MORGANTOWN, WV — Though patches of wild onions, known as ramps, may appear thick and widespread for plucking each spring in Appalachia, West Virginia University experts cautions overharvesting is a threat in many locations, according to a news release.
“Ramps are also known as wild leeks and are native to West Virginia,” said Brian Sparks, WVU Extension agent, Agriculture and Natural Resources, Nicholas and Fayette counties. “They belong to the lily family, so they are a close relative of onion and garlic. Foliage develops quickly into flat, green leaves that are two inches wide and eight inches long at maturity. Once deciduous trees begin to canopy, the leaves of the ramps quickly disappear, but the bulb, just like an onion, remains in the soil. By this time, harvest has been completed in most areas of West Virginia. In the summer, the ramp will flower with three sepals and three petals and produce seeds. Once it’s bloomed, it goes dormant and reactivates when spring comes.
“Since we know how a ramp reproduces, we can take a few precautions when we harvest,” he said. “One, only cut the leaf and leave the bulb to continue growing. Two, if you must have the bulb part to eat, when you are digging, leave some of the bottom of the bulb, where the roots are, in the ground so it can have some chance of growing back. Three, nurture a patch by taking just 10% of the ramps annually and leave the rest to continue maturing.”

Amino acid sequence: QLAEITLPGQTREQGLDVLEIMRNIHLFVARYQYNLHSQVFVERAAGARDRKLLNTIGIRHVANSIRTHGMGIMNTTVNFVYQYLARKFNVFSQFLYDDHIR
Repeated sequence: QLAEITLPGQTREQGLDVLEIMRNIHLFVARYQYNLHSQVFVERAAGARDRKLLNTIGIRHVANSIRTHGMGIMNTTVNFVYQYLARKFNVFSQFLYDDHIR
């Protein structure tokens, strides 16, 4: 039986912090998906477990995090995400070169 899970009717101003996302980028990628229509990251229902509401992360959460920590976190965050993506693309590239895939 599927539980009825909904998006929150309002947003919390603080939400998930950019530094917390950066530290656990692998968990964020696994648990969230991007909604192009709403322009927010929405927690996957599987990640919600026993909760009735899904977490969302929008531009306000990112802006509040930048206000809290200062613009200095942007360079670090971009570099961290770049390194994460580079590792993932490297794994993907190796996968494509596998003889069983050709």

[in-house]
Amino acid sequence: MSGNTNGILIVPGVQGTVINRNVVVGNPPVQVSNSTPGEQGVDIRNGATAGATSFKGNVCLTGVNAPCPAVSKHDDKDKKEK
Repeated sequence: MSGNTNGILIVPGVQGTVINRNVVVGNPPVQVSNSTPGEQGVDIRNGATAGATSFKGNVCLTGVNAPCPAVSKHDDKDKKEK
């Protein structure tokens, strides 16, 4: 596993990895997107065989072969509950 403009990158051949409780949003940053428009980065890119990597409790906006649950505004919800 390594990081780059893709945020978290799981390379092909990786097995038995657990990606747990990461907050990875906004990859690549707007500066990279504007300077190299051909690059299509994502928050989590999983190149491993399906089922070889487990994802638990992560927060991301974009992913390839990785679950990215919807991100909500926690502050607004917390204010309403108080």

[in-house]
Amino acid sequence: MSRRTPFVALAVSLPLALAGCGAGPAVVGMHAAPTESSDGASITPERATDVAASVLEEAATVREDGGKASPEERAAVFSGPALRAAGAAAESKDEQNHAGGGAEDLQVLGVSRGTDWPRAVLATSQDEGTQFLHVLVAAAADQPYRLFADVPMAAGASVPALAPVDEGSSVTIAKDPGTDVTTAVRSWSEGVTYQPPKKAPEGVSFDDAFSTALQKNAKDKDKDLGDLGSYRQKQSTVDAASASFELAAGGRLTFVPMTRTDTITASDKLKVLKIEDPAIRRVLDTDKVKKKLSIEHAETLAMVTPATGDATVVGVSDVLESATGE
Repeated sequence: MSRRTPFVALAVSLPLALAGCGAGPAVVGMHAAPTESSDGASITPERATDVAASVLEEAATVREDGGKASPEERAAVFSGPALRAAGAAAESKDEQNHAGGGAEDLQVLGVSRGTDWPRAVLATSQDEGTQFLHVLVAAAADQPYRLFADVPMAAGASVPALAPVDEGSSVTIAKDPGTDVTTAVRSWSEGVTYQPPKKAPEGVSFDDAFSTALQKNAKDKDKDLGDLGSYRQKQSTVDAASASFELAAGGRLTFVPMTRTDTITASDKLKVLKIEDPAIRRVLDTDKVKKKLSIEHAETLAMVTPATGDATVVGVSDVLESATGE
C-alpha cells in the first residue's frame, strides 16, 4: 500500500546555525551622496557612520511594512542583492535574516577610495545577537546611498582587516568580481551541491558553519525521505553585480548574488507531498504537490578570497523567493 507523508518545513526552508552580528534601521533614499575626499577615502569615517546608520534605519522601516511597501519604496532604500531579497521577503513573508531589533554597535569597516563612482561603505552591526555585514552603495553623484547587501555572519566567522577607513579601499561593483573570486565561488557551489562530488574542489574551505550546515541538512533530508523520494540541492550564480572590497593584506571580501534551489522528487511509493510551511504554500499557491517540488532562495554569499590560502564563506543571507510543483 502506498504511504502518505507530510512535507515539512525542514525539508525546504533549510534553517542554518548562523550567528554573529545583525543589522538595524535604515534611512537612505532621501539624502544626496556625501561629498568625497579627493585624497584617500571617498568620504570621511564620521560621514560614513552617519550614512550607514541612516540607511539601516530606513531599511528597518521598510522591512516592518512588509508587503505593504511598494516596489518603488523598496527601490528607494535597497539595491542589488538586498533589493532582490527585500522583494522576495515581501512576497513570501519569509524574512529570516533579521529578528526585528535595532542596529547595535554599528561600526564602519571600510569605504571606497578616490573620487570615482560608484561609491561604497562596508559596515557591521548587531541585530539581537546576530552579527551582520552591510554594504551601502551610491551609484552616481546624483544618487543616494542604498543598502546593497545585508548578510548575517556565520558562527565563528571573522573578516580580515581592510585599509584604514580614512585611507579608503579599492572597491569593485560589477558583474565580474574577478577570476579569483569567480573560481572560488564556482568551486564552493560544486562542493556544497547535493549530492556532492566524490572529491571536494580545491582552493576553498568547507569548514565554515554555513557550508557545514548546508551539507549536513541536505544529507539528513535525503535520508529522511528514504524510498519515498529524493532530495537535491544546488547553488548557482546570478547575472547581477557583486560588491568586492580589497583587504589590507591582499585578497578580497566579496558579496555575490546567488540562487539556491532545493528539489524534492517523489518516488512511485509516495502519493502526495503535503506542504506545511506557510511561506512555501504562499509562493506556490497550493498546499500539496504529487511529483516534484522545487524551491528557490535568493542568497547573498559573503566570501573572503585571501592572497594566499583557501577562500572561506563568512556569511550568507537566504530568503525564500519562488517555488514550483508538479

Melissa Marra, associate professor, nutritional sciences, School of Agriculture and Foods, WVU Davis College of Agriculture, Natural Resources and Design, also warned against overharvesting.
“Ramps, the first green plant to emerge in the spring, were traditionally eaten by Native Americans as a tonic to replenish nutrients after the winter season,” she said. “In recent years, consumer demand has significantly increased due to local and wild food movements. They’re now considered a seasonal delicacy beyond their growing regions. Some estimates indicate that $15 million in ramps are sold each year in just a few weeks. The local and commercial increases in demand, coupled with the fact that the plants are slow-growing, put them in danger of being overharvested in some areas. Ramps can take up to seven years to grow to maturity from a seed. When they are harvested by taking the whole plant — root and all — before seeds are produced, they don’t grow back. One study estimated that it could take 22 years for a patch to recover when 25% of the area is harvested by foraging the whole plant. In some states like Maine, Rhode Island and Tennessee, ramps are listed by the U.S. Department of Agriculture as ‘plants of special concern,’ as they are vulnerable to becoming endangered.
“Traditional ways to sustainably harvest the plants were to leave the bulbs or a portion, or by taking just the one leaf from a plant. We should be conscientious about the way we harvest ramps, so they are still around for future generations to enjoy.”